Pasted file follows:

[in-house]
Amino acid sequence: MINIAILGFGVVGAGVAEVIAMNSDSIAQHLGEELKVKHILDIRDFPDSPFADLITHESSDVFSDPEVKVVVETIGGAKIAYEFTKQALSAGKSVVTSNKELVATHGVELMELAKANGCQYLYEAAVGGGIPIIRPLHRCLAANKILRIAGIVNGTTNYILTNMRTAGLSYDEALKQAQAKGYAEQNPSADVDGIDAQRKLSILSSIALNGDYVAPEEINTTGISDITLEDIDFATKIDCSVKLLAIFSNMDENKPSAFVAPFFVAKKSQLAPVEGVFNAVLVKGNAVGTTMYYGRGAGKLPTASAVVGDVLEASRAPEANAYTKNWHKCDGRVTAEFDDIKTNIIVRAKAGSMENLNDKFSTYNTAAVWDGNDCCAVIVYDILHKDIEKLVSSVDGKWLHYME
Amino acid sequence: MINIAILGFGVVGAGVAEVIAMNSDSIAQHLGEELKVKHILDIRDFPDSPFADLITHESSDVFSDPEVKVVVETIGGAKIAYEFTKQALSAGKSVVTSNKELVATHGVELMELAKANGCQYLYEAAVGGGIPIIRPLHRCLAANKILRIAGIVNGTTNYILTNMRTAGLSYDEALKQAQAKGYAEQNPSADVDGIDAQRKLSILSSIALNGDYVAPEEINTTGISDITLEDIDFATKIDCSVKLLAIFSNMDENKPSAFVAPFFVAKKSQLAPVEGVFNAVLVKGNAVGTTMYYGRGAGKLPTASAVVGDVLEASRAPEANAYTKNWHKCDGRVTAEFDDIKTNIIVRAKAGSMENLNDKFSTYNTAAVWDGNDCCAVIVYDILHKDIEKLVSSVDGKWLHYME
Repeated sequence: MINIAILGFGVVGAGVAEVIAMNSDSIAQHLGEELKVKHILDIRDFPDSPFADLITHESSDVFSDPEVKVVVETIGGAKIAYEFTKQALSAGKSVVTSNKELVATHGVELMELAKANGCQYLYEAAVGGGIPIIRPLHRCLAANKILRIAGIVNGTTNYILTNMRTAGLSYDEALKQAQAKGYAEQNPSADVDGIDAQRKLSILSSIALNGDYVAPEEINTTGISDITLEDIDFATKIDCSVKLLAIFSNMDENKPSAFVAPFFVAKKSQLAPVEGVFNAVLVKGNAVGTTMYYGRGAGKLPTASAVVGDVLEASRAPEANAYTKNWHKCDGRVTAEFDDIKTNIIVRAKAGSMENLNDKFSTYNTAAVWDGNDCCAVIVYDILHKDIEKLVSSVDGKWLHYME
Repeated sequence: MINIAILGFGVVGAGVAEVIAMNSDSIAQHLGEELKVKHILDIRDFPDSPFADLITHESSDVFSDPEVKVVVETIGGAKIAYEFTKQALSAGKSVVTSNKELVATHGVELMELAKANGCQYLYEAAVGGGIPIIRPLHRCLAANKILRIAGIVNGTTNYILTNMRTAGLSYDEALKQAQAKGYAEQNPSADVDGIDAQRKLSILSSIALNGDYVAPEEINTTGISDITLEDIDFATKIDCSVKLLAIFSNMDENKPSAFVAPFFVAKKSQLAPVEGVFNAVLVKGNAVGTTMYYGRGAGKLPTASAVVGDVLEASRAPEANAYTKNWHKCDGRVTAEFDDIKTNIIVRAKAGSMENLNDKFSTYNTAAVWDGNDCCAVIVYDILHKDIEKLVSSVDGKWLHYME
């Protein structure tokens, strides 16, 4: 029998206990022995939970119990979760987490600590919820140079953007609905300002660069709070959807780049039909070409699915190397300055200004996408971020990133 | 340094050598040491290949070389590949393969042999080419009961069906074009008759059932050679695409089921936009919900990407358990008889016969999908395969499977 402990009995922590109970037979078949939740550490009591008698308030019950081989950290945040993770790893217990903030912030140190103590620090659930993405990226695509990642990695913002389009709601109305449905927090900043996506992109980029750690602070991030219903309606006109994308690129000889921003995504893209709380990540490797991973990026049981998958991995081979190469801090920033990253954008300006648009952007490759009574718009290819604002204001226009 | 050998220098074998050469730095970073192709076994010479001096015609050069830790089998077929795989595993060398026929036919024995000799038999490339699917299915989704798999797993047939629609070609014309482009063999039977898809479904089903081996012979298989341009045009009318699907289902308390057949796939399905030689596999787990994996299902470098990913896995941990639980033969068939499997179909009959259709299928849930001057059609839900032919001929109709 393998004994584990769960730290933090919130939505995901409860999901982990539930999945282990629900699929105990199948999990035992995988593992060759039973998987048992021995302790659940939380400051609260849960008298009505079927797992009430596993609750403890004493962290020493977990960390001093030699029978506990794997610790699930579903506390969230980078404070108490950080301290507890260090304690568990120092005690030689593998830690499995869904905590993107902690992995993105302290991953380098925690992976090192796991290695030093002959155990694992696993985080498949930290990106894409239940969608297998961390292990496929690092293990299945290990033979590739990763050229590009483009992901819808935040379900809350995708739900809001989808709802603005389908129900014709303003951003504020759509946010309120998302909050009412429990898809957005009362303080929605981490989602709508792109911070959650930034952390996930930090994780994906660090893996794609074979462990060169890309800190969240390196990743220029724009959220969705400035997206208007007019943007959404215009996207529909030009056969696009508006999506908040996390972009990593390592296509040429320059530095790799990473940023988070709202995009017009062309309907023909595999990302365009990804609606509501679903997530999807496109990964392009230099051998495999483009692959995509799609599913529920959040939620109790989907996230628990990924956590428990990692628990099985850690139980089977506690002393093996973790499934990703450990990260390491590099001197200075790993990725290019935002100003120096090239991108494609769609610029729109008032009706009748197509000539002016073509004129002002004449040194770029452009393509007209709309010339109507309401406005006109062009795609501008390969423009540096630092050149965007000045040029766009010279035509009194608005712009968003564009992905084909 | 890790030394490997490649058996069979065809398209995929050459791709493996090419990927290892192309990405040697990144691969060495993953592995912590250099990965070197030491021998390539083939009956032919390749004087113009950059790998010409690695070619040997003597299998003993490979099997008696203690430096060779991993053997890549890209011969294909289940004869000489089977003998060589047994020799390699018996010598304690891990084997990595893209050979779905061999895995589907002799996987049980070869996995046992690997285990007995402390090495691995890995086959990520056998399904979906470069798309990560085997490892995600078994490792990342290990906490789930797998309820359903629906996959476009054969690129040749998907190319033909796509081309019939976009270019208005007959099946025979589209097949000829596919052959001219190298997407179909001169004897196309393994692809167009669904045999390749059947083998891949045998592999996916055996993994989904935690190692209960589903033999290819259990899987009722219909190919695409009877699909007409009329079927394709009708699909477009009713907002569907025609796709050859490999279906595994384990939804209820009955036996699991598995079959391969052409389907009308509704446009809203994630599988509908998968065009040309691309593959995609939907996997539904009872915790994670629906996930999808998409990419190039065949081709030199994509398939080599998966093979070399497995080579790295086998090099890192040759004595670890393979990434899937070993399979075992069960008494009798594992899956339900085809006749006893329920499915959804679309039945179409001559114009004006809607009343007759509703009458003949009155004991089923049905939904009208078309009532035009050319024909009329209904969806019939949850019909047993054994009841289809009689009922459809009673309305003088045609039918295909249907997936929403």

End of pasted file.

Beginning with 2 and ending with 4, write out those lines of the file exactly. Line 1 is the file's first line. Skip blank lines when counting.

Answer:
Amino acid sequence: MINIAILGFGVVGAGVAEVIAMNSDSIAQHLGEELKVKHILDIRDFPDSPFADLITHESSDVFSDPEVKVVVETIGGAKIAYEFTKQALSAGKSVVTSNKELVATHGVELMELAKANGCQYLYEAAVGGGIPIIRPLHRCLAANKILRIAGIVNGTTNYILTNMRTAGLSYDEALKQAQAKGYAEQNPSADVDGIDAQRKLSILSSIALNGDYVAPEEINTTGISDITLEDIDFATKIDCSVKLLAIFSNMDENKPSAFVAPFFVAKKSQLAPVEGVFNAVLVKGNAVGTTMYYGRGAGKLPTASAVVGDVLEASRAPEANAYTKNWHKCDGRVTAEFDDIKTNIIVRAKAGSMENLNDKFSTYNTAAVWDGNDCCAVIVYDILHKDIEKLVSSVDGKWLHYME
Amino acid sequence: MINIAILGFGVVGAGVAEVIAMNSDSIAQHLGEELKVKHILDIRDFPDSPFADLITHESSDVFSDPEVKVVVETIGGAKIAYEFTKQALSAGKSVVTSNKELVATHGVELMELAKANGCQYLYEAAVGGGIPIIRPLHRCLAANKILRIAGIVNGTTNYILTNMRTAGLSYDEALKQAQAKGYAEQNPSADVDGIDAQRKLSILSSIALNGDYVAPEEINTTGISDITLEDIDFATKIDCSVKLLAIFSNMDENKPSAFVAPFFVAKKSQLAPVEGVFNAVLVKGNAVGTTMYYGRGAGKLPTASAVVGDVLEASRAPEANAYTKNWHKCDGRVTAEFDDIKTNIIVRAKAGSMENLNDKFSTYNTAAVWDGNDCCAVIVYDILHKDIEKLVSSVDGKWLHYME
Repeated sequence: MINIAILGFGVVGAGVAEVIAMNSDSIAQHLGEELKVKHILDIRDFPDSPFADLITHESSDVFSDPEVKVVVETIGGAKIAYEFTKQALSAGKSVVTSNKELVATHGVELMELAKANGCQYLYEAAVGGGIPIIRPLHRCLAANKILRIAGIVNGTTNYILTNMRTAGLSYDEALKQAQAKGYAEQNPSADVDGIDAQRKLSILSSIALNGDYVAPEEINTTGISDITLEDIDFATKIDCSVKLLAIFSNMDENKPSAFVAPFFVAKKSQLAPVEGVFNAVLVKGNAVGTTMYYGRGAGKLPTASAVVGDVLEASRAPEANAYTKNWHKCDGRVTAEFDDIKTNIIVRAKAGSMENLNDKFSTYNTAAVWDGNDCCAVIVYDILHKDIEKLVSSVDGKWLHYME